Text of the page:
Our go-to solution for chats, voice and video calls
April 02, 2018

Our go-to solution for chats, voice and video calls

Anonymous | TrustRadius Reviewer
Score 9 out of 10
Vetted Review
Verified User

Overall Satisfaction with Cisco Jabber

All employees worldwide in our company use Jabber. Jabber has a found a sweet spot between e-mails and phone calls. It's faster to contact someone through Jabber, and less formal, than it would be with an e-mail. On the other hand, receiving a Jabber message is less disruptive for the recipient than receiving a phone call. We routinely use Jabber for instant and informal discussions with colleagues anywhere in the world. Jabber is also providing telephony and video conference capability over IP, integrating with Cisco IP telephony.
  • It has a presence system. We can see in a glance if our contact is available, away, offline, or does not want to be disturbed. We can also see where our contact is (for example, in the office, working from home, from a hotel or customer premises)
  • Thanks to its voice and video calls capability, Jabber provides the ability to call anyone from anywhere in the world, as if we were actually in the office (integration with Cisco IP telephony). Someone could call us at our office phone number, and we can pick the call from our computer, whatever our current location (office, home, hotel, etc). We can also consult our voicemail from Jabber.
  • Jabber provides a Windows and a Mac client. I've used both, and they are quite user-friendly, enjoyable to use every day overall.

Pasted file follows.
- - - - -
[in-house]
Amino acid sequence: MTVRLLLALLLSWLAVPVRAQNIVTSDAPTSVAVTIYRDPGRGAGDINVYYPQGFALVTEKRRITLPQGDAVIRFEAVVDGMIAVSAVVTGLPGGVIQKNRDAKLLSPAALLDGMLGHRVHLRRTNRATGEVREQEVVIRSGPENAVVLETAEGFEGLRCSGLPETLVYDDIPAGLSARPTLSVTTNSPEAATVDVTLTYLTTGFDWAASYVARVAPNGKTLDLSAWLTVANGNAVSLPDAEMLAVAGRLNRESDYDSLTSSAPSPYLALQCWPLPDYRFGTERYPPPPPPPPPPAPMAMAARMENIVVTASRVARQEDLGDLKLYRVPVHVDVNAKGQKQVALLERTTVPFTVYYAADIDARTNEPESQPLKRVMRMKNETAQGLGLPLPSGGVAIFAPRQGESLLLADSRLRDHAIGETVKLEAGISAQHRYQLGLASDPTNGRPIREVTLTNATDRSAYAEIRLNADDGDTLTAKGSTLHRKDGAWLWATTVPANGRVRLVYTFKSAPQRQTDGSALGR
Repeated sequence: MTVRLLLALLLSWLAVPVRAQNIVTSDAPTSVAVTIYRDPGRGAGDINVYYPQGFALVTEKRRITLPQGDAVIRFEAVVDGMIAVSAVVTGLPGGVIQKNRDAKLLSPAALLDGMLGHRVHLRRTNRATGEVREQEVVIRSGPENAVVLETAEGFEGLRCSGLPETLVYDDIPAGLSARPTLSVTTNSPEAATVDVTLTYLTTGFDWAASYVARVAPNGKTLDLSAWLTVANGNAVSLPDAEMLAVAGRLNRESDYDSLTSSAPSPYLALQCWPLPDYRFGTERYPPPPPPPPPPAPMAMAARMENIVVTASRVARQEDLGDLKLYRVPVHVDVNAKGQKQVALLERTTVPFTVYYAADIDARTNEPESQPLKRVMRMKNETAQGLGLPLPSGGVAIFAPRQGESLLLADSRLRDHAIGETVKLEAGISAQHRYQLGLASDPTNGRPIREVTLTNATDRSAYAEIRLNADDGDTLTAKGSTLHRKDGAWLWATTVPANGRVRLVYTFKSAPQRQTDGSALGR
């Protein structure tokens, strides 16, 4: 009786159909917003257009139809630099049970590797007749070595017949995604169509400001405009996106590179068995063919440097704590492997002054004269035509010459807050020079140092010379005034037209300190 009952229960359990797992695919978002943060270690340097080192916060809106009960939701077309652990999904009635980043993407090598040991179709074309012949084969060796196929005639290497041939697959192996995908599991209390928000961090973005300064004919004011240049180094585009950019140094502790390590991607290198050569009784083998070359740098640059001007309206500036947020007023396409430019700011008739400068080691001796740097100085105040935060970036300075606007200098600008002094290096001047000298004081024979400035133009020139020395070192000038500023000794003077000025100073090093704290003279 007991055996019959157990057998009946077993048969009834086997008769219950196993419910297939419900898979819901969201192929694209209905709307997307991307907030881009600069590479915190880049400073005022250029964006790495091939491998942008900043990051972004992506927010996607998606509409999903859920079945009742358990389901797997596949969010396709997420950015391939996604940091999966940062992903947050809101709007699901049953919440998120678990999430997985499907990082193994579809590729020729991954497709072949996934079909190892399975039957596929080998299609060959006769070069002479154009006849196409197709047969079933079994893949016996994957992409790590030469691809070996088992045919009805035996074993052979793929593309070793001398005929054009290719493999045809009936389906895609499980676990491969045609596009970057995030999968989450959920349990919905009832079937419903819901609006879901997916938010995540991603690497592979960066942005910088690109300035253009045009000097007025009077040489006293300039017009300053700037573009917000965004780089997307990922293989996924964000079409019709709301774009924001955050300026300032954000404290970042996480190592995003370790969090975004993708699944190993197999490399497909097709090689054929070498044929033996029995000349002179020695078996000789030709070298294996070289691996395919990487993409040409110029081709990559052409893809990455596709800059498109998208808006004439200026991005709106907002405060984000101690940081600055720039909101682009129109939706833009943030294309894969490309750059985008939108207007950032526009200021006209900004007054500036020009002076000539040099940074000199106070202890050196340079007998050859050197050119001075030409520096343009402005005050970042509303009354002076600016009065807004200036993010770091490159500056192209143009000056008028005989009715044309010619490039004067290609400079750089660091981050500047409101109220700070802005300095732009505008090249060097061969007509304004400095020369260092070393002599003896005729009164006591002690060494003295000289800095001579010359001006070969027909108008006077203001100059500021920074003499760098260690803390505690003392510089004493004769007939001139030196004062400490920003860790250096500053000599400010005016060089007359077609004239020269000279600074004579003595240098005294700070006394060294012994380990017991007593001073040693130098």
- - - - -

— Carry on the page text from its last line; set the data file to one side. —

• There is no Linux client. I don't run a Linux workstation on my daily work, but I have colleagues who do. They struggle a bit with alternative clients in order to connect with Jabber. Most of them, if not all, do not have the capability to send or receive images in chats.
  • Jabber does not synchronize the conversations over multiple devices. My main computer is a Mac, and my backup computer runs on Windows. When Jabber is opened on both, one of the computer starts to receive all messages, while the other doesn't see them. I might lose some conversations just because they appear only on the other computer.
  • Jabber does not keep a server-side history of conversations. All conversations are stored only on the computer of the two people discussing. When switching to a new computer, we have to archive our conversations, otherwise we would lose them.
  • Jabber has provided a very functional alternative to our company to Lotus Sametime. We had been using Sametime for years, and as we were moving out of the Lotus/Domino ecosystem, Jabber has provided a replacement with the chat system, but also means to do voice and video calls.
  • Although handy, intensive usage of Jabber can be a curse for a company (including ours). Every information stored in Jabber is only available to the two people involved in the conversation. Without a proper knowledge management strategy, this can mean that a lot of valuable information can be shared privately as peer-to-peer conversations, and not available to people who need it.
  • Another downside of Jabber is that it can multiply stress for some people, who can be contacted very often, and be interrupted at critical moments. This can introduce additional context switching, and reduce the productivity of some people.
We had been using Lotus (IBM) Sametime for years. About 5 years ago, we decided to move out of IBM for mails, and go for Exchange/Outlook. As a result, we also naturally considered ditching Sametime who was tightly integrated with Lotus Notes. Jabber is a good fit for us as we are using Cisco IP telephony system, and both integrate fairly well together.
Jabber shines particularly well if your company uses Cisco IP telephony suite, as Jabber integrates well with it. If your work computers are running Windows, and Mac, the desktop clients do the job fairly well. However, if you have many Linux users, they will experience many limitations (one of them is the absence of an official client).

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